MILWAUKEE -- Wisconsin Republicans on Wednesday, May 4 were mulling whether to throw their support behind the GOP's presumptive presidential nominee, Donald Trump.
Trump is the lone Republican standing, with his seven straight primary victories forcing rivals Ted Cruz and John Kasich from the race.
Gov. Scott Walker
Gov. Scott Walker said he would support Trump, fulfilling a pledge he made at the first Republican presidential debate in August 2015. Yet Walker was unenthusiastic, even subdued, while talking with reporters Wednesday.
"I stood on the stage in Cleveland and said I would support the nominee," said Walker, referring to his time as a candidate. "I think Donald Trump is clearly better than Hillary Clinton for a variety of reasons."
When a reporter asked Walker to name those reasons, the governor said Trump held the best position on taxes, government regulations, and would nominate a better person to the U.S. Supreme Court. Walker did not commit to campaigning for Trump in Wisconsin.
U.S. Sen. Ron Johnson, who is running for reelection, said he would also support the eventual nominee.
Other Wisconsin Republicans did not line up behind Trump, and some indicated they probably never would.
State Sen. Duey Stroebel, who was the Cruz campaign's Wisconsin co-chairman, said he needed "to go a long way" to be sold on Trump.
St. Sen. Duey Stroebel
"I guess he needs to change the way he’s behaved his prior 70 years," said Stroebel, R-Saukville. "He needs to be for what we stand for – which is smaller government, more freedoms, more liberties. Those are the things I need to hear from him."
Assembly Majority Leader Jim Steineke, R-Kaukauna, said he wasn't sure what he'd do between now and November. Steineke has been an active voice in the "Never Trump" movement.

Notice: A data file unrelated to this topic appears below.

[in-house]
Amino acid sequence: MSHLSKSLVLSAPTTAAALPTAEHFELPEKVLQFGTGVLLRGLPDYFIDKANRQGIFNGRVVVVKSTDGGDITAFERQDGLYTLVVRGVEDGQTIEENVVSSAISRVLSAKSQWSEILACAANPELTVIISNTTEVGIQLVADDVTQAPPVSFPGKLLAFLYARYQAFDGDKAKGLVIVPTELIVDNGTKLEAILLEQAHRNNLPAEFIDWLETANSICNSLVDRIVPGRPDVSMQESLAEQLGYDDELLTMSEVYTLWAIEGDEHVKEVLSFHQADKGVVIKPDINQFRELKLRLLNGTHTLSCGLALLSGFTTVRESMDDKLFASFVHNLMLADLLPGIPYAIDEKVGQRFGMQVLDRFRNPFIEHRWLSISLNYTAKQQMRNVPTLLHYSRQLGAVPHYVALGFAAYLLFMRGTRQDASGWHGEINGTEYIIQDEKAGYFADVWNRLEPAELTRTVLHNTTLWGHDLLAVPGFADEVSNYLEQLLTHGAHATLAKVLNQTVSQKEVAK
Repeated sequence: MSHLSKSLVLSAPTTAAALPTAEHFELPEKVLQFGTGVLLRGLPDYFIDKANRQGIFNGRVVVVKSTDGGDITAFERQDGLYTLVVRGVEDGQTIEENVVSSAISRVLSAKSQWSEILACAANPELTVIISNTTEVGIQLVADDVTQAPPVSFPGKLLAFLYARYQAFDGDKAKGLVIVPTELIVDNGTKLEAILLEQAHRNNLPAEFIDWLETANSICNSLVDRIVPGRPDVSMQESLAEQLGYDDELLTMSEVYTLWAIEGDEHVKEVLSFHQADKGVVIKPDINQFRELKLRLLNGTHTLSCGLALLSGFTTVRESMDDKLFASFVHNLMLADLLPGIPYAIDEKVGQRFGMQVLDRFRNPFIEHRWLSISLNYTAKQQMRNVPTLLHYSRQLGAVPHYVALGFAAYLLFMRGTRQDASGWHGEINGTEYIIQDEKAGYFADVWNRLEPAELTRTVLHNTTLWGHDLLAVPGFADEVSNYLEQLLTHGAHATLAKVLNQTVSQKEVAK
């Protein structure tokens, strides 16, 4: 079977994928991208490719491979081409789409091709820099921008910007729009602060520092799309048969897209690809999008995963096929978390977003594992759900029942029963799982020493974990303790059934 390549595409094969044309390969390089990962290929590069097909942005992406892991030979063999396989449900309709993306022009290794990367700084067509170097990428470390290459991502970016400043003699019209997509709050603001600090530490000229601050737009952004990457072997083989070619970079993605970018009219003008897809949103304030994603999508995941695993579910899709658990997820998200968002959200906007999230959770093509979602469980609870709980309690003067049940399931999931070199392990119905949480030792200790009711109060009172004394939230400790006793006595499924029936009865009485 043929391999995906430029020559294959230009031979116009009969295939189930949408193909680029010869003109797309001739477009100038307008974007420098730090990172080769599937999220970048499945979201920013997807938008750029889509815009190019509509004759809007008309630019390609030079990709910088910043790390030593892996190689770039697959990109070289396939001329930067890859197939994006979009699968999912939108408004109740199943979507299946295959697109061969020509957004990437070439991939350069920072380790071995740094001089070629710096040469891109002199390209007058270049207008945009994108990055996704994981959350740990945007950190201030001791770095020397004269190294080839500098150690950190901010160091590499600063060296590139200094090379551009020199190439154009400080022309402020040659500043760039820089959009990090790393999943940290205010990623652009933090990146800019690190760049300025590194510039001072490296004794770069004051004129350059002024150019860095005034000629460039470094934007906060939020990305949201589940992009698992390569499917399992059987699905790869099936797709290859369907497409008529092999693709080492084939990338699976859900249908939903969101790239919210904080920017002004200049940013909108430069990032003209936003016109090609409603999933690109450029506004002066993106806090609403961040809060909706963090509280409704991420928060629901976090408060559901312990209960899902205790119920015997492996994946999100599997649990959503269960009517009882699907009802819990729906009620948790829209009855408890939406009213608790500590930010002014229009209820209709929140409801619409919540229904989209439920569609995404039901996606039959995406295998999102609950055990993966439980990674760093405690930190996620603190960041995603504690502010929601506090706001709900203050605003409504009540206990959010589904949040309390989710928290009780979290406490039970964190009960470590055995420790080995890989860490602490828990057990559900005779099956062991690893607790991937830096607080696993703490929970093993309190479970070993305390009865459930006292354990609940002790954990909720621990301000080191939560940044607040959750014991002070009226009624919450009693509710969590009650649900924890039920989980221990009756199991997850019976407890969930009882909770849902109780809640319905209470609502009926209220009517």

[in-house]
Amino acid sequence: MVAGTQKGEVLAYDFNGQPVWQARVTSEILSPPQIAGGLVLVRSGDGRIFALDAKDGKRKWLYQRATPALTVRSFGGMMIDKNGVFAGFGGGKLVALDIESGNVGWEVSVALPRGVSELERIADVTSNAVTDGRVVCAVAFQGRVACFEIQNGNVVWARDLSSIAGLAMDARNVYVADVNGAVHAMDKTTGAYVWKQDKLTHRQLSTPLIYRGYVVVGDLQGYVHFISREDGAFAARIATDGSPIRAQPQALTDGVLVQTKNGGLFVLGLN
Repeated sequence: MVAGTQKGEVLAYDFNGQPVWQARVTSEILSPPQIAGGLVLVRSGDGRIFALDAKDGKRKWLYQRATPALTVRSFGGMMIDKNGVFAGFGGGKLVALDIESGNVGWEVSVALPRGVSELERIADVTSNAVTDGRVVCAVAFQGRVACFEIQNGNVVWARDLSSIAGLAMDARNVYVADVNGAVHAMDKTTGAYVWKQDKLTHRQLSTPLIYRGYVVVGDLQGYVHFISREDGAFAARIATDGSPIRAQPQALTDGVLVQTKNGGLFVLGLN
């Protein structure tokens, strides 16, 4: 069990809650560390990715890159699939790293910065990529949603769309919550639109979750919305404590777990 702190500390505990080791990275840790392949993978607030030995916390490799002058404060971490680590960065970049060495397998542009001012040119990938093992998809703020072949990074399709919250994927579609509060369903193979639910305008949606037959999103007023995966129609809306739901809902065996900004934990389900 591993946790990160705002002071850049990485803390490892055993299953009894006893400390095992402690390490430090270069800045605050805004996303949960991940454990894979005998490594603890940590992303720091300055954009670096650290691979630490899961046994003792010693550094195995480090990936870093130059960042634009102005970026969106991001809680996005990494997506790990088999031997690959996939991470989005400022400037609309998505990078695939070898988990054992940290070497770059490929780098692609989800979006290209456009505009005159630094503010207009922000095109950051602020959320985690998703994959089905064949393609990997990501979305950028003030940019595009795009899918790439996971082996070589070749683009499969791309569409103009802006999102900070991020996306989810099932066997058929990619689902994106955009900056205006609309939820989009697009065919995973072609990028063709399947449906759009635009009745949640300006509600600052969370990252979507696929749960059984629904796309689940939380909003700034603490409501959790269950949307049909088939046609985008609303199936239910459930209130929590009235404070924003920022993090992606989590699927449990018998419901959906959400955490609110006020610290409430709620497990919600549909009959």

"Obviously I can’t support Hillary Clinton," Steineke said Wednesday. "And, for me, Donald Trump hasn’t gotten to the point where he deserves my vote. So we’ll see what the next several months bring."
Steineke withdrew his name as an alternate at-large delegate to the Republican convention in July. He said the decision had more to do with his own schedule, but that doing so would open up a slot for someone excited to go.
Asked what Trump needed to do to earn his vote, Steineke said, "I'm not sure."
Assembly Speaker Robin Vos, R-Rochester, said that Clinton would be "an awful choice" and he was unsure about supporting Trump.
"Over the course of the next few months, I will listen to Donald Trump's ideas and see if he can earn my support," Vos said in a statement. He previously led Marco Rubio's efforts in Wisconsin.
Walker had thrown his support behind Cruz, pushing the Texas senator to a double-digit win in Wisconsin's April 5 primary. It seemed Cruz had seized the momentum of the campaign at the time.
Trump rolled up huge victories in the next seven contests. Cruz dropped out Tuesday night; Kasich waited until Wednesday.
Trump and Walker sparred while the latter was in the presidential race. When attention shifted to Wisconsin in late March, Trump criticized Walker's leadership in the state and said he'd defeated him "like a little boy."
"The bottom line is, he said some of that stuff before the Wisconsin primary, and the people who know best didn't buy into that," Walker said, adding that Trump's criticism didn't make it harder to support him now.
Trump trails Clinton by double digits in national polls and in the most recent Marquette University Law School Poll.
Multiple Republicans said Wednesday that Trump's unpopularity would make it more difficult for down-ballot Republicans to win in Wisconsin.
"I think it will be challenging. But I think we’ll be ever more focused on those races," Stroebel said. "I think, in the end, we’re not going to see a negative impact down-ballot, in spite of what the outcome might be on the top of the ballot."